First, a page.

And He was asking him, "What is your name?" And he said to Him, "My name is Multitude; for we are many."
“you will die and so will all those who read my story, all, all, all with no exception! Fictional beings, like me; the same as I am! You’ll all die, all of you.”
A story I wanted to share: it’s about a man called Augusto Peréz, a wealthy guy who is first and foremost an introspective intellectual, someone who mainly spends his time reasoning with himself and rationalising. Rationalising everything that happens in his life. Things start getting complicated when Augusto falls in love with a woman, and then with a second. In the midst of the romantic quandary he gets himself into, his hyper-rationality and his hyper-introspection start short circuiting. He starts to get very confused, in a that state of mind in which things seem not to make any sense anymore, in which their internal logical coherence seems to crumble. All of this, the sense of losing Reason – which has such a centrality in his life, is caused by the distressing unraveling of his love affairs. And he describes his state of mind, and in fact his life, as being invaded by a certain type of fog, a mist, in which everything seems unclear. This mist is Niebla, by the spanish author Miguel de Unamuno.
As the narrative develops and Augusto’s love affairs get more and more complicated his questioning starts to occupy even more space of his life. In fact, most of the book is a description of Augusto’s inner thoughts. And as the existential questioning gets denser and denser, so the fog grows stronger. Already by the end of the book, and with the catastrophic turnout of his love life, he decides to kill himself; but before doing so, again because he intellectualizes everything he’s going through, he remembers having read an enlightening essay about suicide, and decides to go and meet the author of the texts.
It so happens that the author of the text is Unamuno himself. And so Augusto goes to Unamuno’s house and is greeted by his creator – who, obviously, already knows he’s coming.
Well, this confrontation with the creator is the catharsis of the book. And it’s far from being plain. Mary Shelley, in Frankenstein, made manifest the vivacity and painfulness of questioning our maker on the matters of our monstrous experience and of the darkness of our promethean fire. In her case it is a confrontation between a being who questions the Reason of its existence and its essence, and a man – or rather, ‘Man’ – whom the creature sees as its superior but who finds himself as lost, clueless and incapable of dealing with the consequence of his action as does his creation. (1)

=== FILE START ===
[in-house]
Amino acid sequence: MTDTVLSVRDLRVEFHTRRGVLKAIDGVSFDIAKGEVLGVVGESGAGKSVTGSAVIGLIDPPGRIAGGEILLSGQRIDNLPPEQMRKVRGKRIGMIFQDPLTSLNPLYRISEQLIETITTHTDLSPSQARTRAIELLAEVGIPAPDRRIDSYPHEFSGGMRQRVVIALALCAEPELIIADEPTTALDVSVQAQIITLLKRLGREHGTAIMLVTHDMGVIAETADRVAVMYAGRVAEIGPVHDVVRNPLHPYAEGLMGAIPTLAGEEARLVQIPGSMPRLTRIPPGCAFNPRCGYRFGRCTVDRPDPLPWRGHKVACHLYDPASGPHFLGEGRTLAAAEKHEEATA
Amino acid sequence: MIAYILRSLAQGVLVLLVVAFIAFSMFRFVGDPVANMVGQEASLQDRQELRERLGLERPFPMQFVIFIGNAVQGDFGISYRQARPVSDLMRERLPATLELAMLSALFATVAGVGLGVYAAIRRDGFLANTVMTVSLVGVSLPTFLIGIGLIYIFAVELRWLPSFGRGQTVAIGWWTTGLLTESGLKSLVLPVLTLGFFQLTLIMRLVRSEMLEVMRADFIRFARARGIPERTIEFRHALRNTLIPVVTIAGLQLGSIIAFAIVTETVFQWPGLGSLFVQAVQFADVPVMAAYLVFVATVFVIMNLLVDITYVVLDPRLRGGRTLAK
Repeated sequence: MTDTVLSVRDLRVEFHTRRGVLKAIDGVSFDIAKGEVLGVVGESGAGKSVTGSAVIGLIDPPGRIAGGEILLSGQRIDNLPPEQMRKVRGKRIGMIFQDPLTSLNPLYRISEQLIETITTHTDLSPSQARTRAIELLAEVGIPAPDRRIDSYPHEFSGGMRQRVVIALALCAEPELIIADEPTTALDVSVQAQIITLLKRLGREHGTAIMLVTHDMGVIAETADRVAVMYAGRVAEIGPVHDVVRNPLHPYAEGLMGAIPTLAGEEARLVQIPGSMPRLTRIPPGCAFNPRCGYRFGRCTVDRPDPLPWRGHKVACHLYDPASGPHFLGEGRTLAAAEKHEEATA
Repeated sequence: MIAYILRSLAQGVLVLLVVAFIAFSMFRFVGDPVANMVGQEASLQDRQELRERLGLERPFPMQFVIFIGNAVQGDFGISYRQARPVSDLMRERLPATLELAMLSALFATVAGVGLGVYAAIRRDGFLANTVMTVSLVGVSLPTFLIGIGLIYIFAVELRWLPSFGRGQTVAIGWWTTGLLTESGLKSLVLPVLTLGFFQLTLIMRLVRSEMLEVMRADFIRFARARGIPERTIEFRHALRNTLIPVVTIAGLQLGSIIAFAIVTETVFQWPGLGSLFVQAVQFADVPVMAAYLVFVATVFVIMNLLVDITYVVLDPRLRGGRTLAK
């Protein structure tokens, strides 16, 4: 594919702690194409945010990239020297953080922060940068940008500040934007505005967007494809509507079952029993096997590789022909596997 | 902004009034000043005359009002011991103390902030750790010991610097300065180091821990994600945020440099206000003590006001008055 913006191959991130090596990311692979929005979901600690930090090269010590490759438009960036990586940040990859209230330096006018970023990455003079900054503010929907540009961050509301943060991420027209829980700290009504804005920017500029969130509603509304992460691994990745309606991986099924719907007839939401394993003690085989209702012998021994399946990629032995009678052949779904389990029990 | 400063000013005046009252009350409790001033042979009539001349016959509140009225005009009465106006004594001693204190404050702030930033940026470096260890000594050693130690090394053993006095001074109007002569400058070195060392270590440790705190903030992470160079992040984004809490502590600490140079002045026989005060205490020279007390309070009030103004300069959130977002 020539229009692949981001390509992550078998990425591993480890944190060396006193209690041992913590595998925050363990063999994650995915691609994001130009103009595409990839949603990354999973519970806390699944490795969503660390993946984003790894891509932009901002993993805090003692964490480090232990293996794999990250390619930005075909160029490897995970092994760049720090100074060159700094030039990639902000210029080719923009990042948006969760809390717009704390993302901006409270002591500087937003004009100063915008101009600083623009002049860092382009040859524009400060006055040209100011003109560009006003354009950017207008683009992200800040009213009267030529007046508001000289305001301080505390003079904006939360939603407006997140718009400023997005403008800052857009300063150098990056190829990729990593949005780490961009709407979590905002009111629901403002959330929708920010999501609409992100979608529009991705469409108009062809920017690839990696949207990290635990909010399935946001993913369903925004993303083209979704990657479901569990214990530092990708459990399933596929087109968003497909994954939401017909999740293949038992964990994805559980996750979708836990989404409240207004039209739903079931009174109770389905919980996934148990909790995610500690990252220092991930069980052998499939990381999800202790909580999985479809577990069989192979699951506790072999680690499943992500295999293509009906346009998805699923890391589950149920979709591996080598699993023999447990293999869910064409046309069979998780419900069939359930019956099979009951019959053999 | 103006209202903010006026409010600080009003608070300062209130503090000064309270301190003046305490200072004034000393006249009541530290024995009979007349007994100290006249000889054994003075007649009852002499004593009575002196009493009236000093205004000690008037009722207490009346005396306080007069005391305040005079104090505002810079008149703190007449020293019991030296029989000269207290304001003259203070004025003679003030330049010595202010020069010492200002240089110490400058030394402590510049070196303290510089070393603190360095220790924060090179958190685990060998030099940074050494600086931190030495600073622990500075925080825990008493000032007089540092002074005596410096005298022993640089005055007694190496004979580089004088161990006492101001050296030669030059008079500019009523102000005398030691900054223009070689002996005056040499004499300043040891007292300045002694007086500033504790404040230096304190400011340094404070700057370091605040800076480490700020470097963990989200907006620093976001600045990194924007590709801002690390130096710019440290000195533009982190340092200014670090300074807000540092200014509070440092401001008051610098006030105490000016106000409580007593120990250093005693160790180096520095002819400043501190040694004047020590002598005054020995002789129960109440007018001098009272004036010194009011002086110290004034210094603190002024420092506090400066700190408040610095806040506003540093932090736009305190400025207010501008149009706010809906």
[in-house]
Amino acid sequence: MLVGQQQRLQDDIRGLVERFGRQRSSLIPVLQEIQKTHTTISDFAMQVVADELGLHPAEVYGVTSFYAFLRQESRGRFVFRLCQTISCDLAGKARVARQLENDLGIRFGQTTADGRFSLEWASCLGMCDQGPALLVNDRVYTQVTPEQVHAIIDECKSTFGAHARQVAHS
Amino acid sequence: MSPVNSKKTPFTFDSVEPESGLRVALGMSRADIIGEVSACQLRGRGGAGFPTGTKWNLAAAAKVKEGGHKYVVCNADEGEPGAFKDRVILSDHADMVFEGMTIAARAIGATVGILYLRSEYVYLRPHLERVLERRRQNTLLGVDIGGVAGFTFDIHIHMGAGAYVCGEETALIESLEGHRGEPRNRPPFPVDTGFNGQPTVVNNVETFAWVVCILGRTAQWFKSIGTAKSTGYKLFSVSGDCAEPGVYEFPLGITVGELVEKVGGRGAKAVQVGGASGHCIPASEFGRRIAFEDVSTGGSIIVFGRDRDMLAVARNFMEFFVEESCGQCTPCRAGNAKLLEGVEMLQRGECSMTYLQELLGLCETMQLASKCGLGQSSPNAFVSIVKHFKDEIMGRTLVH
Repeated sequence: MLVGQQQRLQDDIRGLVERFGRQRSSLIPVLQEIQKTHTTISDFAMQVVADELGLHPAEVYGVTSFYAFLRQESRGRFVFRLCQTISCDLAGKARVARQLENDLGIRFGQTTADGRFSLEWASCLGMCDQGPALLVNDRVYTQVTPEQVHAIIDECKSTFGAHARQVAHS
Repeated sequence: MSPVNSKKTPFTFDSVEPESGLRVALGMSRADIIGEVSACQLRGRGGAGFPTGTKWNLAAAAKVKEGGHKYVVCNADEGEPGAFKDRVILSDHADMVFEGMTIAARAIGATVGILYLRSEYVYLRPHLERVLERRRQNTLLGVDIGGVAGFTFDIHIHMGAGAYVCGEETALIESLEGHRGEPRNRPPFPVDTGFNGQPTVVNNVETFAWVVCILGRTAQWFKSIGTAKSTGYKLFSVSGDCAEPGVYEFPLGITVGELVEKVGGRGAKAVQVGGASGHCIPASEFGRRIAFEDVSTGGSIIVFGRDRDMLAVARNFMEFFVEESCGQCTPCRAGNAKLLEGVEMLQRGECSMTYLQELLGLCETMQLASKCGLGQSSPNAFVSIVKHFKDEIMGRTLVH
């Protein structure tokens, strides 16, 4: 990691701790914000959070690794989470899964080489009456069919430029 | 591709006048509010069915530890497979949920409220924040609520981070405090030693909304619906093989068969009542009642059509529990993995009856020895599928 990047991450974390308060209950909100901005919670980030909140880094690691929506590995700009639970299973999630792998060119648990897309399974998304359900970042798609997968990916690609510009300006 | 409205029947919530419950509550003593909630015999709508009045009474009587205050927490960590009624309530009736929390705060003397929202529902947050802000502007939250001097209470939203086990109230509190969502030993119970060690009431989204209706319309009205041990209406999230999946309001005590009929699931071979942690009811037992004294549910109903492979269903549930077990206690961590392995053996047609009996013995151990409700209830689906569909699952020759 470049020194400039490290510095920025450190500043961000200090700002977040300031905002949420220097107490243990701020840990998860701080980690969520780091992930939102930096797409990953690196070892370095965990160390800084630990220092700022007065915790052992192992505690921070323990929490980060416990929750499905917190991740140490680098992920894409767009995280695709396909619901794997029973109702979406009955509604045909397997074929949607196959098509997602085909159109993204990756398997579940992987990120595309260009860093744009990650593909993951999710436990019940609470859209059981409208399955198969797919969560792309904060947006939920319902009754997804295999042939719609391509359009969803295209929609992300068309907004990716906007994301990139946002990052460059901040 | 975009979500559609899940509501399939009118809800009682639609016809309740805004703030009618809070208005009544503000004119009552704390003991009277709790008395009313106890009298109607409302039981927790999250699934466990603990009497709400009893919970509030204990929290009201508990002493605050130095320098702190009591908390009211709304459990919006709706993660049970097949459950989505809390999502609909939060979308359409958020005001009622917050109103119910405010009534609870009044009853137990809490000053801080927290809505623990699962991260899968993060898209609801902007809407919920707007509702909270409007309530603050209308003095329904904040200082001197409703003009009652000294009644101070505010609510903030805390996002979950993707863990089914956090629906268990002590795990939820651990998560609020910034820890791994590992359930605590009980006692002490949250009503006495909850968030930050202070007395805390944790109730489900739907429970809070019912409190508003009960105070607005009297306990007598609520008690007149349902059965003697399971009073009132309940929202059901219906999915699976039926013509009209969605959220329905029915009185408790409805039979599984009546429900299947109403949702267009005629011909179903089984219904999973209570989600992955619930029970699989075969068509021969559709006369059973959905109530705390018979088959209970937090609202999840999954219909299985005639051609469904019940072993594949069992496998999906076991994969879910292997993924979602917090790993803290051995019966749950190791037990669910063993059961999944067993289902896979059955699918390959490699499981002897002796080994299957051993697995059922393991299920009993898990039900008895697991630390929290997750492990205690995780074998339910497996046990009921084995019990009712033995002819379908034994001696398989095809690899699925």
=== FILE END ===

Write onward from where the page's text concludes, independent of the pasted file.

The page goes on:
The story Unamuno tells is quite different: Augusto is met by a smiley man who interrupts him before he’s able to finish any sentence declaring to already know his life, and even the purpose of his visitation. Augusto is astonished and doesn’t understand how this is possible until Unamuno categorically let’s him know that he’s actually a product of his literary creation. “- Well, the truth is, my dear Augusto – I told him with the sweetest voice- you cannot kill yourself because you are not alive, and that you are not alive and neither are you dead, because you do not exist… // What do you mean I don’t exist? – he exclaimed. // No, you don’t exist more than as a being of fiction, you are not, my poor Augusto, more than a product of my fantasy and of the fantasies of my readers that read the story of your fictional adventures and misadventures, which I wrote; you are not but a novel’s character.”
It is here that the encounter described by Unamuno deviates a lot from the frankensteinian matrix. You see, Unamuno has already presented proof of what he says: he has shown he to know everything about Augusto’s life, about the purpose of that trip, things he could not have known if it wasn’t for the fact he wrote them himself. What Unamuno is doing is to use knowledge to assure himself he’s in control of the situation, to perform his dominance, to differentiate between a living, creating agent and a fictional, created subject. In a pretty ubiquitous Modern claim, which found fertile epistemic ground in the West all the way from Bacon’s Organum to its social twist in 19th century disciplines, Unamuno tries to use knowledge as the criteria of asymmetry, of meta-differentiation.